• You can manually look at the profilelist registry key to show you both the domain and local accounts that may have had cached or stored credentials.

Note that the memory contents of the lsass process include details from accounts that have accessed the system since it started. There are additional credentials stored on disk as LSA Secrets. It can be hard to know exactly which ones the attacker accessed. So, it is safest to assume that all accounts could be compromised.

Search for Logons

Once you have a set of possibly compromised accounts and the rough time that mimikatz was run, then you can search for logon activity using the accounts. This can help you increase the scope of the investigation and identify hosts that the attacker used.

Your ability to search depends on what infrastructure exists. Options include:

  • Look at the outbound logon activity on the system you are already investigating. For example, using the RDPClient Operational log.
  • If you have access to the Windows Domain Controller, you can parse Kerberos and NTLM authentication events to identify activity for those accounts after the given time.
  • If you have access to a SIEM that has endpoint logons, you can search that.
  • If you have an EDR or another endpoint collection infrastructure, you can search them for inbound logons for the accounts.We’ll show examples of these searches in Cyber Triage at the end of this post.

If these searches identify other hosts, they should be investigated.

Look for New Accounts

The attacker may have used their admin-level credentials to create new accounts for persistence.

  • Review active directory information on the domain controller for new domain-level accounts.
  • Review any host that has suspicious or bad activity for new local accounts.

We’ll show an example below of looking for new accounts in Cyber Triage.

Monitor Account Logins

If you have the infrastructure, you can also monitor the accounts that you think were compromised so that you know when attempts are made to use them. This can show you what other systems that the attacker is trying to log into.

This would often be done using data from the domain controller or SIEM.

Using Cyber Triage After Mimikatz

Let’s show an example using our Cyber Triage tool. For those who do not know Cyber Triage, it’s an automated DFIR tool that can collect from hosts, analyze the data, and present bad and suspicious items to the investigator.

Mimikatz is Flagged

Going back to the original scenario, Cyber Triage flagged the mimikatz executable as bad based on malware analysis. We can see from the process information that it was run at 14:10:12 on Nov 15.

With this information, there are two directions to go: backwards and forwards in time.

How Was it Run

We can go backward to figure out how it was launched.

  • First, we can observe in the above screenshot that Cyber Triage shows us that there was a 1-minute difference between the creation time of the file and when it was launched. So, the attacker was moving relatively quickly.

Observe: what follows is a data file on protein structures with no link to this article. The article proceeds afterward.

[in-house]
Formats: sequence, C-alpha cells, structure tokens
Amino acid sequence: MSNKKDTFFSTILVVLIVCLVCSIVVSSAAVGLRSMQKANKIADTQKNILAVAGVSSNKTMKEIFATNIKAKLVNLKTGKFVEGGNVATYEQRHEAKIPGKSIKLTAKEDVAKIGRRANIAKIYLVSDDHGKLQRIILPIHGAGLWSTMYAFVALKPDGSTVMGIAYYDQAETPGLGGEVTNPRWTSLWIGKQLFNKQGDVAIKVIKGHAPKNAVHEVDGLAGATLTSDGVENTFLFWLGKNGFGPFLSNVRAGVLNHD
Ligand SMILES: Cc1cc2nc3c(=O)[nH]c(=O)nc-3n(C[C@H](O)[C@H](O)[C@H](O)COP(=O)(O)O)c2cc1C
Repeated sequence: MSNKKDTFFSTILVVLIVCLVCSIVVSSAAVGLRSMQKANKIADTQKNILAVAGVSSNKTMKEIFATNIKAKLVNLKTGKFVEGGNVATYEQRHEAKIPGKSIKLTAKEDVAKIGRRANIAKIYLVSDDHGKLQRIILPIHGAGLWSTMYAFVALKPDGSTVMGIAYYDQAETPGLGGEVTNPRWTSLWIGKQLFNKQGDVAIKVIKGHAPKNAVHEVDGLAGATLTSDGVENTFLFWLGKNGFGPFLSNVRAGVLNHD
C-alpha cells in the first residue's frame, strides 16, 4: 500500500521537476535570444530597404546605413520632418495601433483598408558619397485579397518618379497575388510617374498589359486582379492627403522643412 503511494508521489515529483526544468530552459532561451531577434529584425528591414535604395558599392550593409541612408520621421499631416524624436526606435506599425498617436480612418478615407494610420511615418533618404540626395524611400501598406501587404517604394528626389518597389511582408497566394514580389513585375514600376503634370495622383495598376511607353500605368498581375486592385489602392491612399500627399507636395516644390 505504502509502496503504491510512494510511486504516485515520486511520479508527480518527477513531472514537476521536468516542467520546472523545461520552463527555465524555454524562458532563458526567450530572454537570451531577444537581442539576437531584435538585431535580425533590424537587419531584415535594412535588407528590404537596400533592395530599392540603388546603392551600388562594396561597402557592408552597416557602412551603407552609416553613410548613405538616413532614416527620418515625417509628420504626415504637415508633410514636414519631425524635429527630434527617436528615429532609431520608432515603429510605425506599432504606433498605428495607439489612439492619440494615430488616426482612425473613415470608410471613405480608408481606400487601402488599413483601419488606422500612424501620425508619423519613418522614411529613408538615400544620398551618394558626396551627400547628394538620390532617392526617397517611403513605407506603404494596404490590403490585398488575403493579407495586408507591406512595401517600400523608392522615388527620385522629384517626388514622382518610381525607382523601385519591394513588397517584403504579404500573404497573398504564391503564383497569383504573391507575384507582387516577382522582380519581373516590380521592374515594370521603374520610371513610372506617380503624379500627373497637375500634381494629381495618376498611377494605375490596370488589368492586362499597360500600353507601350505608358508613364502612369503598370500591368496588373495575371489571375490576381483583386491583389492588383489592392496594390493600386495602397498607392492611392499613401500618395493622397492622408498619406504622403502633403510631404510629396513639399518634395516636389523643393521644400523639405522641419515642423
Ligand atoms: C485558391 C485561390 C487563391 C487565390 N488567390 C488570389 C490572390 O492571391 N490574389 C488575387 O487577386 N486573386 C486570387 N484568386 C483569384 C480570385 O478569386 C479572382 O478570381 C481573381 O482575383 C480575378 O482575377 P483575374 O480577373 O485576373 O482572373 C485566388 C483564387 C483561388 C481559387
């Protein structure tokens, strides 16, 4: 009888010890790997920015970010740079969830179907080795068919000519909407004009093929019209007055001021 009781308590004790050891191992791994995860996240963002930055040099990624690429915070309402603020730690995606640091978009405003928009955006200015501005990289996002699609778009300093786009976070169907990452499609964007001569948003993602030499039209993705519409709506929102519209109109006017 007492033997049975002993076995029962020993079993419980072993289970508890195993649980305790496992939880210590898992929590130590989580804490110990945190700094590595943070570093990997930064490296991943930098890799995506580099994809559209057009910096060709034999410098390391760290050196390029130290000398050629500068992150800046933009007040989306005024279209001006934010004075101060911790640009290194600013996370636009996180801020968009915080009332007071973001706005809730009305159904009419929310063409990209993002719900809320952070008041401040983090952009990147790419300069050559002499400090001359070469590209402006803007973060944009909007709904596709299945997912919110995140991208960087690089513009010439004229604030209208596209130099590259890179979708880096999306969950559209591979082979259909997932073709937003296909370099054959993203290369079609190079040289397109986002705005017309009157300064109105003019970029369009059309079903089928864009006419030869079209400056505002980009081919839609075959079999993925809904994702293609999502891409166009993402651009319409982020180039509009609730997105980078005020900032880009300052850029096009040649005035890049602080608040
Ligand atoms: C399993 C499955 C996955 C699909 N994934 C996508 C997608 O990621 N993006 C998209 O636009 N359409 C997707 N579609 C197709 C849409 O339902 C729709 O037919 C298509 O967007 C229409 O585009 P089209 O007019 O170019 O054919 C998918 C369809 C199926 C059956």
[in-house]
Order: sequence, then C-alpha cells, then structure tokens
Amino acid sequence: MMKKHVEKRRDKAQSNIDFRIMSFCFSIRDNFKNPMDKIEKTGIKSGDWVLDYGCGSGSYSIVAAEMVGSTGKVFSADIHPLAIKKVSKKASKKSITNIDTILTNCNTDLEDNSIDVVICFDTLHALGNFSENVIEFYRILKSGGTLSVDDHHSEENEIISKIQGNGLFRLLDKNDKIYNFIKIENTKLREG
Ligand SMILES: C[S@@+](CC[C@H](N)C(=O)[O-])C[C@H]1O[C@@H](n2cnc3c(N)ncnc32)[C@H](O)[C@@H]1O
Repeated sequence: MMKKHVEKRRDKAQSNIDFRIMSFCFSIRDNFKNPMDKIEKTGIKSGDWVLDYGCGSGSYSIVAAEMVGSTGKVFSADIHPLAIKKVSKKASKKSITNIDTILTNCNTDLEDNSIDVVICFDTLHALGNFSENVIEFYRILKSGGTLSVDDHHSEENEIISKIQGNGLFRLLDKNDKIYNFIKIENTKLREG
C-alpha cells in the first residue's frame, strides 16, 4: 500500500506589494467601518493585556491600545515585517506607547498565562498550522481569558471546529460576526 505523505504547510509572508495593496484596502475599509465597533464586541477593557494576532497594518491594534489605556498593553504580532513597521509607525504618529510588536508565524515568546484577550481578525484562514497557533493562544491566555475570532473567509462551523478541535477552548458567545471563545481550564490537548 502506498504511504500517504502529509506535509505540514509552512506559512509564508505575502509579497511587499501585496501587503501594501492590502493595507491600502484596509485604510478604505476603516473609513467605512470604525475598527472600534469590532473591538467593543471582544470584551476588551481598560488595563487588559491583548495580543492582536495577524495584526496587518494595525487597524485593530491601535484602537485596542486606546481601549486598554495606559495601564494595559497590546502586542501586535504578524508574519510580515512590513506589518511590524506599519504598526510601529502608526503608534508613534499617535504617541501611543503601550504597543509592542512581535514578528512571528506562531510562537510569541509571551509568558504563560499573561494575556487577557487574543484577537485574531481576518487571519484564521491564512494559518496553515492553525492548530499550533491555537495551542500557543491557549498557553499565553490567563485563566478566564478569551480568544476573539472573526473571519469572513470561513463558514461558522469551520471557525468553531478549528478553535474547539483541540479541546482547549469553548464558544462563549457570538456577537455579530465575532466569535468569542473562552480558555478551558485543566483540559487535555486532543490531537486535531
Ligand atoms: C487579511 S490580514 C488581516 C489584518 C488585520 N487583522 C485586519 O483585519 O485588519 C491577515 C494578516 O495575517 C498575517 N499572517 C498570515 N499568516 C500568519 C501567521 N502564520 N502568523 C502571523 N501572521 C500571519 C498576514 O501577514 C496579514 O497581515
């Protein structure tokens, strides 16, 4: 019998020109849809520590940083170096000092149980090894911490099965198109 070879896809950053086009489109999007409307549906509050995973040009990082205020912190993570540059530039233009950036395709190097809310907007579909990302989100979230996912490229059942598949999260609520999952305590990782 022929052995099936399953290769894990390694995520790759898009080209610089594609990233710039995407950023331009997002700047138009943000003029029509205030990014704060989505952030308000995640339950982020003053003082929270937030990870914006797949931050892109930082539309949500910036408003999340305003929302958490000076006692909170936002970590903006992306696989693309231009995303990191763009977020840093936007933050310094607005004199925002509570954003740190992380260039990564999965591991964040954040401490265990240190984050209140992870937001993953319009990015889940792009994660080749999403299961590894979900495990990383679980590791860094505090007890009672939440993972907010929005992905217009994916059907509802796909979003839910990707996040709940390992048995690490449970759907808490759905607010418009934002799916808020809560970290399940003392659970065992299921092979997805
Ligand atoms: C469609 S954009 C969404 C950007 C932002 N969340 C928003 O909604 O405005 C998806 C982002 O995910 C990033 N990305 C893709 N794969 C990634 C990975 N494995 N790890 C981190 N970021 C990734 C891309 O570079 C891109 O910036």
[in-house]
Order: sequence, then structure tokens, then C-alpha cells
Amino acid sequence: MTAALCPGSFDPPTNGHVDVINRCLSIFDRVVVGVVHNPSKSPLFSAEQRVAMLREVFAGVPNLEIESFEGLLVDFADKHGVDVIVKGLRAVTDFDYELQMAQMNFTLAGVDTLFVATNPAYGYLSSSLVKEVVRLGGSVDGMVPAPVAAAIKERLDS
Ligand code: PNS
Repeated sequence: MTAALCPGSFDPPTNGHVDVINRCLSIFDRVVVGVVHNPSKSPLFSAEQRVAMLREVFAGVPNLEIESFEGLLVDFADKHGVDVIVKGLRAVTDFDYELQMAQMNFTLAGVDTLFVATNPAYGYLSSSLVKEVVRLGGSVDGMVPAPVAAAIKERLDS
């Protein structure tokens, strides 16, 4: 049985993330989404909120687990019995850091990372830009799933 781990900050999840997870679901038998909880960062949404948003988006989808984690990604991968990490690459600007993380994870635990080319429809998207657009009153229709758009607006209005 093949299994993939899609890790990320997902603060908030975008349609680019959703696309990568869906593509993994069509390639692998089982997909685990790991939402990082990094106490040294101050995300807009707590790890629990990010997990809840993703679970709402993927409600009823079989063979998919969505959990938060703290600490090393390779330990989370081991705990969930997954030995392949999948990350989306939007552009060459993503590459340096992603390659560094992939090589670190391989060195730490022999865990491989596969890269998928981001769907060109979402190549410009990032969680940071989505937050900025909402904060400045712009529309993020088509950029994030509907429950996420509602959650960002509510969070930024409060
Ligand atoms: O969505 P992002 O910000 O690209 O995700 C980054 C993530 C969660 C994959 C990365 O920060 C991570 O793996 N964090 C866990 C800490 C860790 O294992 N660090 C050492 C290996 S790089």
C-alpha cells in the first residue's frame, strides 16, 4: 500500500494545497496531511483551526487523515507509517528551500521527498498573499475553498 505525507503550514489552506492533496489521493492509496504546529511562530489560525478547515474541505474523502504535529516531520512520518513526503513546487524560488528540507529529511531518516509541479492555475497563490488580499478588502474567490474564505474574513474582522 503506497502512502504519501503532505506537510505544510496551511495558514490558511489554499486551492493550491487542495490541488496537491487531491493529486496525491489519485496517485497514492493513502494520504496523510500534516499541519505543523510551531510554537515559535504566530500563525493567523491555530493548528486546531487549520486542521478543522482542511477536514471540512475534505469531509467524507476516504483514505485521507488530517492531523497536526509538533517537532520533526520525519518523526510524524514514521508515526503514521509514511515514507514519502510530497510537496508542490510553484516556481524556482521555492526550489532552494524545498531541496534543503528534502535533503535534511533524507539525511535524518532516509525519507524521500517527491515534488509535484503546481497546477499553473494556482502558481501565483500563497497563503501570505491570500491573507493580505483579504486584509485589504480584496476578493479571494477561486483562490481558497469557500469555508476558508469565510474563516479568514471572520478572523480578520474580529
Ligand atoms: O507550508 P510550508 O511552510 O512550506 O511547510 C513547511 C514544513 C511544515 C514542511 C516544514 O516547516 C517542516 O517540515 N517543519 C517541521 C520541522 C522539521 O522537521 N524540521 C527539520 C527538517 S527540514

• In Cyber Triage, we can jump to the timeline to see what happened before the execution. Right click on the item and choose “View In Timeline”.

That will bring us to a timeline, and we can scroll up to see some Powershell and other suspicious actions.

We’ll leave the details of this scenario to you when you download the evaluation data from within Cyber Triage…

What Happened Afterwards On That Host

Once we’ve finished looking at what happened before mimikatz was run, we can look forward and focus on what accounts were compromised and look for activity.

In Cyber Triage, the Accounts area shows you what OS Accounts are in the SAM file, profilelist, and event logs. We go there and see only two accounts. A local admin and a domain account.

The Administrator account’s last activity was before mimikatz was run (based on the “Last Activity” column). The jdoe account was active during the attack.

On this host, we can also look at outbound logons to see where the attacker may have gone after they ran mimikatz. From this data, we can see outbound activity to four hosts starting at 22:07 (mimikatz was run at 14:10). We should collect data from those four hosts.

What Happened Elsewhere

The above procedure focused on one specific host. But, we also want to see where else the jdoe domain account was used.

In Cyber Triage, we can exit the host view and return to the Incident Dashboard. Choose Advanced Search and focus on all logons on Nov 15 for jdoe.

We can see from the Domain Controller data that the account was also used to log into host engineering-comp4 from host finance-comp912. Both of these computers should be collected and examined.


It’s important to exploit as many clues as you can during an investigation. When mimikatz or similar is found, you can focus on how it was able to be run and what new logon activity occurred.

In the example data set above, we were able to easily identify 6 other hosts to start collecting data from and analyzing. All from one clue about when mimikatz was run.

Cyber Triage’s scoring allows you to quickly identify when mimikatz was run, and its interface allows you to quickly pivot to understand the context of the attack. To try it out and use the above evaluation data set, use the Cyber Triage evaluation form.